According to government data, approximately one in five Cameroonians live abroad, from where they regularly send money to their families back home for daily upkeep, education and development.
With the country receiving just over $334m in personal remittances in 2020, the latest year of review by the World Bank, it is without a doubt that remittances play a vital role in its economy.
Yet even as the Cameroonian Diaspora has long been willing to send money home, limitations in withdrawal options and the slow speed of transfers were significant deterrents.
It was even more challenging to send money to the rural areas, home to 42 per cent of the country’s population. Rural recipients were often required to travel many kilometres to nearby cities where they could access banks, the main pick-up points for many remittance services.
Access to remittances changed in 2016 when WorldRemit entered Cameroon, establishing partnerships with existing businesses to rapidly increase its spread across the country.
In addition, WorldRemit supports direct transfers to mobile money wallets, allowing for withdrawals at local mobile money agents and widening the reach of the services across the country.
But the biggest impact has been on the speed of transactions, where transfers take just minutes to reach the recipients, a far cry from yesteryears, when it took days, sometimes weeks, to complete transactions.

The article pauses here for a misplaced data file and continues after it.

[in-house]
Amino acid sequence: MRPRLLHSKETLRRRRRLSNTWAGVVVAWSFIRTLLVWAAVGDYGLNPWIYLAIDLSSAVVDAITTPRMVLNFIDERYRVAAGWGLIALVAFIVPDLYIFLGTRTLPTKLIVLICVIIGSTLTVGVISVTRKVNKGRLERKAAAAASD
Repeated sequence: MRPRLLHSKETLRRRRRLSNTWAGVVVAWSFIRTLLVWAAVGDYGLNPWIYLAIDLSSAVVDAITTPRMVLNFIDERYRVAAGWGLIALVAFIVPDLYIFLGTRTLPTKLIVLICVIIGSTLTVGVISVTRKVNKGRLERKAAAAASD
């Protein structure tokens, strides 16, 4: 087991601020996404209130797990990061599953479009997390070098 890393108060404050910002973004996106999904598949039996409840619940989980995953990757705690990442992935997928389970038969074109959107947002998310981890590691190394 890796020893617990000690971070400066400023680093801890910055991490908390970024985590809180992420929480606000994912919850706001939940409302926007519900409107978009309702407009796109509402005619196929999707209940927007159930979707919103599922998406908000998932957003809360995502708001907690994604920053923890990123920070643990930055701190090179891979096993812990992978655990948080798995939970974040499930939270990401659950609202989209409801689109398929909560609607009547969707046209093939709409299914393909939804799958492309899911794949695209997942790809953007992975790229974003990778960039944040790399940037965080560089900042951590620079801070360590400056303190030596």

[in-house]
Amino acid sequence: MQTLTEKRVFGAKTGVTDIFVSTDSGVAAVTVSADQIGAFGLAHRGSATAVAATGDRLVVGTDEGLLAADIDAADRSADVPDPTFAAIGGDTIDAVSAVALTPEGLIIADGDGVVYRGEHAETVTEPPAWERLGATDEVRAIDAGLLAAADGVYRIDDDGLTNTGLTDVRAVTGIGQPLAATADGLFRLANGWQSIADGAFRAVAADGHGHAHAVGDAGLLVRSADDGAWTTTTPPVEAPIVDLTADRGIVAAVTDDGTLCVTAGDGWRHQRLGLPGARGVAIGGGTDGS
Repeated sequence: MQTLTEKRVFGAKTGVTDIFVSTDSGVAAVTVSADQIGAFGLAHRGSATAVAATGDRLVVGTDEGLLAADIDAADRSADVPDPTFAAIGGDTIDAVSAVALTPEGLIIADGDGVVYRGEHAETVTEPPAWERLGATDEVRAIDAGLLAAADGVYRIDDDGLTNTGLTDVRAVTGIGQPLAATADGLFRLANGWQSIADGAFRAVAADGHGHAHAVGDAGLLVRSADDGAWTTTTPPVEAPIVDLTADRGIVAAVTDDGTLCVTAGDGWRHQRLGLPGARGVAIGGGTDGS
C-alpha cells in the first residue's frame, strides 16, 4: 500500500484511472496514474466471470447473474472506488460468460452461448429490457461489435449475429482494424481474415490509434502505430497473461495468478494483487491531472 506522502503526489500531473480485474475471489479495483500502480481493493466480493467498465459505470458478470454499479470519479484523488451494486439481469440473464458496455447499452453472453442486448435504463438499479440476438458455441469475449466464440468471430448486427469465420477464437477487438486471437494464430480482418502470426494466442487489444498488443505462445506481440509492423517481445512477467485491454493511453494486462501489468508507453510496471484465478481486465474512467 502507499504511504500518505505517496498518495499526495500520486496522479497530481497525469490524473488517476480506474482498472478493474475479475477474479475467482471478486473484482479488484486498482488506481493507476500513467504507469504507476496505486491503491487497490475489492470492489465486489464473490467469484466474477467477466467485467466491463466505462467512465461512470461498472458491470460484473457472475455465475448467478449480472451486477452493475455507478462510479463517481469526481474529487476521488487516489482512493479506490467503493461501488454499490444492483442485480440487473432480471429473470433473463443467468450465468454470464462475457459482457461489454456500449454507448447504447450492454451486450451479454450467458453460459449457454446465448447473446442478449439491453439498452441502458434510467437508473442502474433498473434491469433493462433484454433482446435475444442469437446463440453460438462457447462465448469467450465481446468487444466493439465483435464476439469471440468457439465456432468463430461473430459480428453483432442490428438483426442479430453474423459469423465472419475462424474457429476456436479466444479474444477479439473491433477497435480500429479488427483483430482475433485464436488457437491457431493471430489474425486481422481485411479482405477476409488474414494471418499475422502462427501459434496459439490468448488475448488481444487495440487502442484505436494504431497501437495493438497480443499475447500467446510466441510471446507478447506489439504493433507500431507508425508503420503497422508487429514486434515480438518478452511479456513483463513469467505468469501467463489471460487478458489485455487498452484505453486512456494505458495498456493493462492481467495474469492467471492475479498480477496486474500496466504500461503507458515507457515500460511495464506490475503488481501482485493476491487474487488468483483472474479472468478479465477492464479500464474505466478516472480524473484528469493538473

With the quickened speeds of WorldRemit’s different transfer options, Cameroonians in over 130 countries can quickly respond to emergencies back home, including urgent medical bills and school fees.
The transfer costs on the platform are also among the world’s lowest, and as the company maintains transparency about its charges, recipients always get the exact amount that the sender intended.
It is this impactful presence of WorldRemit in the lives of Cameroonians that has seen it grow exponentially over the last six years.
Indeed, in 2022, £75m was sent to Cameroon via WorldRemit, buoyed by the rapid uptake of digital remittance technologies worldwide following the Coronavirus Disease.
*Charioui is Director of Francophone Africa, WorldRemit
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